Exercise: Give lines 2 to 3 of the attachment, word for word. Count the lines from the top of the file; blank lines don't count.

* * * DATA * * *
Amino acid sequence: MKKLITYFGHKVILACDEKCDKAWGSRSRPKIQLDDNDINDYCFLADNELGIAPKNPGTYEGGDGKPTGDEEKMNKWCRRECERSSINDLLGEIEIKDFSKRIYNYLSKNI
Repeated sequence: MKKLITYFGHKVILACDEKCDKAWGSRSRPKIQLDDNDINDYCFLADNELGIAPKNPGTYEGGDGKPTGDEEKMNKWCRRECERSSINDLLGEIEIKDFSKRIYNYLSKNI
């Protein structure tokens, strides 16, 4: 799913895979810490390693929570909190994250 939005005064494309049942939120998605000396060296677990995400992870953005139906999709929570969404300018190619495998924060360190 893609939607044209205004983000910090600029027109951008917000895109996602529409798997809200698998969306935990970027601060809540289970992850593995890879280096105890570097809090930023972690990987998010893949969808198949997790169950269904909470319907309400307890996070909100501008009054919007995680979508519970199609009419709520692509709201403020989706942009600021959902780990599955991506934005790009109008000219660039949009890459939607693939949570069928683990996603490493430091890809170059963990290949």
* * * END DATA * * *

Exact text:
Repeated sequence: MKKLITYFGHKVILACDEKCDKAWGSRSRPKIQLDDNDINDYCFLADNELGIAPKNPGTYEGGDGKPTGDEEKMNKWCRRECERSSINDLLGEIEIKDFSKRIYNYLSKNI
């Protein structure tokens, strides 16, 4: 799913895979810490390693929570909190994250 939005005064494309049942939120998605000396060296677990995400992870953005139906999709929570969404300018190619495998924060360190 893609939607044209205004983000910090600029027109951008917000895109996602529409798997809200698998969306935990970027601060809540289970992850593995890879280096105890570097809090930023972690990987998010893949969808198949997790169950269904909470319907309400307890996070909100501008009054919007995680979508519970199609009419709520692509709201403020989706942009600021959902780990599955991506934005790009109008000219660039949009890459939607693939949570069928683990996603490493430091890809170059963990290949």